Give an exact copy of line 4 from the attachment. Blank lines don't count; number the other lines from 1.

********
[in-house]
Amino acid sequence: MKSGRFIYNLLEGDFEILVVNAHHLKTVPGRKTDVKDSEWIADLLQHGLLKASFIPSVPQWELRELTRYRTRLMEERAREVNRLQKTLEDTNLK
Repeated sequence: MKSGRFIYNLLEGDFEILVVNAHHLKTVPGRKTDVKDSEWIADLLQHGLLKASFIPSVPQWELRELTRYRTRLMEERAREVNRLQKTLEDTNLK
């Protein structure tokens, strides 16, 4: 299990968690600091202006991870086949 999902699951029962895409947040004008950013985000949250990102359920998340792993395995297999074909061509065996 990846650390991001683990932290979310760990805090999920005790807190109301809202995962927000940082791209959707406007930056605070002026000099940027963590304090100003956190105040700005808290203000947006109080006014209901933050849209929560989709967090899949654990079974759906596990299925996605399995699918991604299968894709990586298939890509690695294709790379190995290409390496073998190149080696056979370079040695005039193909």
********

């Protein structure tokens, strides 16, 4: 299990968690600091202006991870086949 999902699951029962895409947040004008950013985000949250990102359920998340792993395995297999074909061509065996 990846650390991001683990932290979310760990805090999920005790807190109301809202995962927000940082791209959707406007930056605070002026000099940027963590304090100003956190105040700005808290203000947006109080006014209901933050849209929560989709967090899949654990079974759906596990299925996605399995699918991604299968894709990586298939890509690695294709790379190995290409390496073998190149080696056979370079040695005039193909």